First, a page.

She had always identified as mixed-race. Her DNA results changed that.
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AncestryDNA

When Shayna Watson decided to get an AncestryDNA test to reveal her ancestry on her 30th birthday, she had a certain idea of what the results would look like.

"I expected to see African, I expected to see a little bit of European, just based on colonization, and I definitely expected to see at least a little Native American," she says.

Watson had grown up with stories of her partial Native American heritage. In fact, her father had proudly shown her photographs of her grandmother on a Pequot reservation.  


When Watson was asked, frequently, throughout her childhood and adulthood, "What are you mixed with?" in regards to her distinctive curly hair, she had responded with "Native American" — although she had never known for sure.

Image courtesy of Shayna Watson.

"I get my ancestry results back and there's not even a drop of Native American," she says.

"It was a shock."

Immediately, she took a screenshot of the results and sent them to her mother, followed only by a question mark. Questions initially popped into her head — like "Am I adopted?" "Is my dad really my dad?" But that wasn’t it. She wasn't adopted. And her dad was her dad. There was just more to the story.

Screenshot of AncestryDNA results via Shayna Watson.

"It made everybody kind of stop and recognize that a lot of the oral history that we know in our family may not be true," she explains. "It opened up this conversation of whether my grandma was passing as Native American at the time."

That discovery led Watson to some difficult questions about her family's history. Had her grandmother been told the same stories she had? Or did she have to downplay her African heritage because of anti-black sentiment she faced?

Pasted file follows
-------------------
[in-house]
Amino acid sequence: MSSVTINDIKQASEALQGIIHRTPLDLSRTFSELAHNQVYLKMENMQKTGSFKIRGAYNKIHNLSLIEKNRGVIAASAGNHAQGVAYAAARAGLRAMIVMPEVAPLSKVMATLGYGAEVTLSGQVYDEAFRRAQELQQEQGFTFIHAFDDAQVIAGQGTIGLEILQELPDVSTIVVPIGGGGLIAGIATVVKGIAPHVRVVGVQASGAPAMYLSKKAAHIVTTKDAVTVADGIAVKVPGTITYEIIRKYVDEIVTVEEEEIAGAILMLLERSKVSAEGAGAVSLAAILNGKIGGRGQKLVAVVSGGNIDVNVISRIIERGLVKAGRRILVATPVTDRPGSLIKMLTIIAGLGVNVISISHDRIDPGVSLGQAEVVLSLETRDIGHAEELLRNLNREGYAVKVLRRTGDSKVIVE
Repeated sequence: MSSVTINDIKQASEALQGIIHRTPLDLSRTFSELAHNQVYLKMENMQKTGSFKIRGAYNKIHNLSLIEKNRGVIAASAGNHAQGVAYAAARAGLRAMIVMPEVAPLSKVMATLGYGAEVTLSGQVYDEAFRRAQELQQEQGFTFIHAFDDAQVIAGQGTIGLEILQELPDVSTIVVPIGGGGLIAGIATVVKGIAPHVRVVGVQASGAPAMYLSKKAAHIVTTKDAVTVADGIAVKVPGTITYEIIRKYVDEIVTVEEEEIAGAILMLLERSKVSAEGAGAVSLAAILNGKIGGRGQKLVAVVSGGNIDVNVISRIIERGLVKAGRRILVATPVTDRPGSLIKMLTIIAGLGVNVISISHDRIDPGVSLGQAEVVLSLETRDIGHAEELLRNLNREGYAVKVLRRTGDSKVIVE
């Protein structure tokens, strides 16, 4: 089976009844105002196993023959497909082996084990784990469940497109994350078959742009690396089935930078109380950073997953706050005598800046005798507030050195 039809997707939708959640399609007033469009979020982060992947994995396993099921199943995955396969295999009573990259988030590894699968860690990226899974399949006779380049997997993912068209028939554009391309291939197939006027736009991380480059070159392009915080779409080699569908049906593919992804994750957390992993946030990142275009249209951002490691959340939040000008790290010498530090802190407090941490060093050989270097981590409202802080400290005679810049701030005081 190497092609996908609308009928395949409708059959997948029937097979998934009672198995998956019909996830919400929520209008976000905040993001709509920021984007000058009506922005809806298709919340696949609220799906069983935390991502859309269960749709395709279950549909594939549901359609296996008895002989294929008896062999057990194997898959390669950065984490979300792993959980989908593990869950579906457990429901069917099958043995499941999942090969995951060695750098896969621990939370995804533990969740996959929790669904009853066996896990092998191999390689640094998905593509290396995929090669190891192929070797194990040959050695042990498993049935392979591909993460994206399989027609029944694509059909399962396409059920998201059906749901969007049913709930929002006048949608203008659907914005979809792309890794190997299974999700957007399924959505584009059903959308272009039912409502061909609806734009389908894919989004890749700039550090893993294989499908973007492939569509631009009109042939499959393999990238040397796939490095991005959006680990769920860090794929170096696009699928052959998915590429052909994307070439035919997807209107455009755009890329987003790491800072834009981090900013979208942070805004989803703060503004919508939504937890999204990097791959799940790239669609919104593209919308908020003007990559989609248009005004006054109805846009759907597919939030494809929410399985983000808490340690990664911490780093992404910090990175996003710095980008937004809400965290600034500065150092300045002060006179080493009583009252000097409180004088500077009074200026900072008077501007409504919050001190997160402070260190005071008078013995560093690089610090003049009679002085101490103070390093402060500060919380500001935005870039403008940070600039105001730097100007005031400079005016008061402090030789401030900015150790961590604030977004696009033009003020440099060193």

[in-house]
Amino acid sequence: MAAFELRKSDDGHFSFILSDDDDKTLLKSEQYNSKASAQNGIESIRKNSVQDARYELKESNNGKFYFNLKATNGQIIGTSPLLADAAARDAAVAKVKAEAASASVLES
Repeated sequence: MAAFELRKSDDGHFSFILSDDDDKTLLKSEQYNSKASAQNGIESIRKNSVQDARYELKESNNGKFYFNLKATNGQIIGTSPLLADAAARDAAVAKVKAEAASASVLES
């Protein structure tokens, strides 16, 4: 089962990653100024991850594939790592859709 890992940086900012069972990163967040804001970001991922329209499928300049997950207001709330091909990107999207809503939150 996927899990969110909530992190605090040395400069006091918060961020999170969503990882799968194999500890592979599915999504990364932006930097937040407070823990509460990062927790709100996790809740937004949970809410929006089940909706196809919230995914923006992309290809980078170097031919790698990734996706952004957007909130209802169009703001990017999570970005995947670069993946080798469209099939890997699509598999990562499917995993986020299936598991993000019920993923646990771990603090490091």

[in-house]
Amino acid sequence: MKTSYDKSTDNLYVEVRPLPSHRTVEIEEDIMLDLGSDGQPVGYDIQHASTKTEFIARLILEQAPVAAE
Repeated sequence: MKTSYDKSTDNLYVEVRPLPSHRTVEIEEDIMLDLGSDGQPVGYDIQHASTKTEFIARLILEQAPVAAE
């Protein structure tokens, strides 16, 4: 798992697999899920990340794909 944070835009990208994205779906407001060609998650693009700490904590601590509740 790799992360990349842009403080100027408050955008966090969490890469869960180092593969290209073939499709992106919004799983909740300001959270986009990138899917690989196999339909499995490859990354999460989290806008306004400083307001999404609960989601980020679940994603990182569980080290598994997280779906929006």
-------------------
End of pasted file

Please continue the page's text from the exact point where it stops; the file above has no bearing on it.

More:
Watson continues, "I think what the DNA test did that was great for me and my family was that it kind of allowed a truth to be told without people having to tell the truth."

Screenshot of AncestryDNA map results via Shayna Watson.

The experience has even inspired Watson's mom to take her own AncestryDNA test, and she is eagerly awaiting the results.

In addition to revealing her family’s past, the AncestryDNA test results helped Watson better understand how her ancestry can inform her identity.

Once the initial shock of not having any Native American heritage died down a little, Watson was able to really process her results, which showed that 73% of her ancestors came from the continent of Africa and 25% came from Europe, mostly Scandinavian regions.

"I was kind of pleasantly surprised with the percentage African-American that was there," she says. "With us black Americans, it's not an easy narrative to come back and see such a large percentage of European because, for a lot of us, we know what that means. We know the tough history behind that."

Seeing such a large African percentage, she felt relief.

Finding out her family history and where they came from, she says, has given her more confidence in her identity as a black woman. Knowing that some of the unique physical characteristics she receives compliments on are, in fact, a result of her African ancestry has become a source of pride for her.

Image courtesy of Shayna Watson.

"There was a lot of times when I was growing up that I kind of clung to this idea that I was mixed with a bunch of things and I used that to set myself apart a little bit," she says.

"Now when people ask if I am mixed with something, I say 'no,'" Watson says.

"Hearing that question again as an adult," she wrote in her article for The Root, "especially now — when I know the legacy of squeezing into spaces in order to exist that has come out in my history — has really shifted the way I view beauty and blackness."

Watson is a writer by career, and while telling her story to others, she found it resonated with a lot of people. So, she decided to write about her experiences of digging into her ancestry in the hopes of inspiring others to do the same.  

"I think for those of us that are labelled as minorities in this country, it's a difficult place to find where you fit in," Watson says. "What this allowed me to do was decide for myself — even though the results came back with six different places I was connected to — it allowed me to decide where I wanted to identify."

For her birthday this past year, Watson took a vacation to Africa and spent a lot of time exploring Morocco.